Over the past couple of months I’ve had a lot of exposure to neighbours – not my own.
I (and many others like me) do voluntary community mediation work which involves helping neighbours to resolve issues between them. It can involve anything from a barking dog to an overflowing drain to intimidation and violence to noise. Noise is a regular source of conflict between neighbours, particularly in urban or built-up areas.
Local mediators are giving up their time to provide an enormously valuable service to the community which not only benefits the neighbours themselves but also the Courts, an Garda Siochana, County Councils and ultimately the tax payer.
Conflict is inevitable and it exists between neighbours just as it does within the family, in the workplace, in business transactions and in the world at large. Neighbourhood disputes are fertile ground for mediators seeking to practice their skills.
Managing conflict is something that we are all pretty bad at – in fact we are ‘wired’ to be bad at it. The primeval ‘amygdala attack’ that I suffer when in conflict removes my normal rational thinking and replaces it with emotion. Someone has threatened, undermined or damaged my values, my needs or how I see myself – and I am in conflict! Emotions can be very raw – as we all know.
A couple of Saturday’s ago an elderly lady (who was complaining about her neighbour playing his TV too loudly late at night) explained to me and my co-mediator that she couldn’t sleep and her life and health were in tatters. Objectivity is an important part of successful negotiation, so my co-mediator went next door and turned up the TV to a level that was just too loud to have a regular conversation. I could barely hear it from within the elderly ladies living room and I told her so. She said she had supersonic hearing and it wasn’t her fault that she could hear it. She insisted that the young man be banned from playing his TV at all. I asked her if she ever has friends or family around. “Sometimes”. I asked if she would be prepared to tell her visitors not to talk when they came around, as that was the same volume level the TV next door is being played at. “Don’t be ridiculous, that’s not the same”.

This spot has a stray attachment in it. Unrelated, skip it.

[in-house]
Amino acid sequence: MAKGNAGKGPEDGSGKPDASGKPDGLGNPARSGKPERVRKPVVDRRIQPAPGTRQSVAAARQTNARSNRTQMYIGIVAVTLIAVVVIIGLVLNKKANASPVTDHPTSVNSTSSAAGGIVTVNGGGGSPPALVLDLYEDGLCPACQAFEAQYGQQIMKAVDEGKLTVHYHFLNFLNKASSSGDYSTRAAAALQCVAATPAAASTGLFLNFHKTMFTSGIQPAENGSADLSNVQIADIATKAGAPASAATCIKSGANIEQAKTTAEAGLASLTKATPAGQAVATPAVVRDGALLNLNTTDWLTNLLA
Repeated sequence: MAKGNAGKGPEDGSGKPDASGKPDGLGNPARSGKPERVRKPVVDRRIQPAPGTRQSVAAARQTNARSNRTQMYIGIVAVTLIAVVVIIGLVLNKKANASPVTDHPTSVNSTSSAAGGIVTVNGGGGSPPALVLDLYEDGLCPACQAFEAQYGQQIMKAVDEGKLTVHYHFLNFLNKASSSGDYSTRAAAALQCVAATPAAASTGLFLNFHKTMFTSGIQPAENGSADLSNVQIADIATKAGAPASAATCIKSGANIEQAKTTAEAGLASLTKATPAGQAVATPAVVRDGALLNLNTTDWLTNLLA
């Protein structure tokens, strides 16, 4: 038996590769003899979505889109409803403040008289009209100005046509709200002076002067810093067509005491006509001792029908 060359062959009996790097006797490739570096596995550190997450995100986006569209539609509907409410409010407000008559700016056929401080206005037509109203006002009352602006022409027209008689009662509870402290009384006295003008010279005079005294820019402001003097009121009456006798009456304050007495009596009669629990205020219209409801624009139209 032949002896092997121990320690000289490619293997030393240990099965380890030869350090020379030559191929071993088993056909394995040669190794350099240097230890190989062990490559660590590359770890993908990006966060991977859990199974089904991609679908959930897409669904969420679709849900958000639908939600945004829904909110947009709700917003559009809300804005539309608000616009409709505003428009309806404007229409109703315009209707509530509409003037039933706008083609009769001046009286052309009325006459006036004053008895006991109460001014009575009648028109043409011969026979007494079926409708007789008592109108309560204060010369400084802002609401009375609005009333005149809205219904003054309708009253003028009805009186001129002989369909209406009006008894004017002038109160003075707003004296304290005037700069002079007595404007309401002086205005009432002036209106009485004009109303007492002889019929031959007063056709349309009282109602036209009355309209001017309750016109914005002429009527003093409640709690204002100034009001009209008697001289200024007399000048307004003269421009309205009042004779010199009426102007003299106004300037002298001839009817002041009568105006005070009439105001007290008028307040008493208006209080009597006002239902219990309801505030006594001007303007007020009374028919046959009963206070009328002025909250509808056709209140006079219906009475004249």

In conflict we tend to get entrenched in our own position and lose sight of the other person. A critical element in conflict resolution is to get opponents to alter their view of each other or at least to acknowledge that their own view may not be absolutely accurate – that they may be assuming something that is not (f)actually correct. When in conflict we make assumptions – those assumptions are invariably negative but also invariably wrong.
A very wise Catholic priest once taught me (from his study of Theology) that in times of trauma we automatically default to guilt and blame. In conflict you regularly hear that the other guy is always to blame. Just look at the latest spate of Public Sector Union disputes which are brought to us incessantly by the media. When have you ever heard anyone seek to understand the other side’s position? It all plays out in an ‘all too familiar’ pattern – there’s that word again!
So I asked the elderly lady “What have you done or could you do to be a good neighbour?” She seemed perplexed by the question because she wanted her neighbour to carry the can and accede to her (what seemed unreasonable) request. The young man next door offered to limit the volume control to number 5 on his TV (which was really low) but it wasn’t enough for her. She informed me that her next move is to write to President Higgins and An Taoiseach to get the neighbour evicted!
Later that same Saturday I went to Roscrea to attend the posthumous launch of the third book of author and poet John Quealy (my father-in-law) who died a few years ago. Some of his family from far flung County Clare also turned up for this auspicious event and one of his poems was read out. I couldn’t believe – it was called “Neighbours”.
PS Some weeks later the elderly lady called me to see what was happening. I asked her this time “What do you think you can do to make your own situation better?” Again, guessing she was perplexed, I asked if she liked Lyric FM. Her own house was deathly quite so I reckoned some of her own music would easily distract her supersonic hearing. “Yes, but only when the music is soothing”. I told her I would send her something. I dusted down an old CD with Pan Pipes playing the Best of The Carpenters and sent it to her in the post. I haven’t heard back ….yet.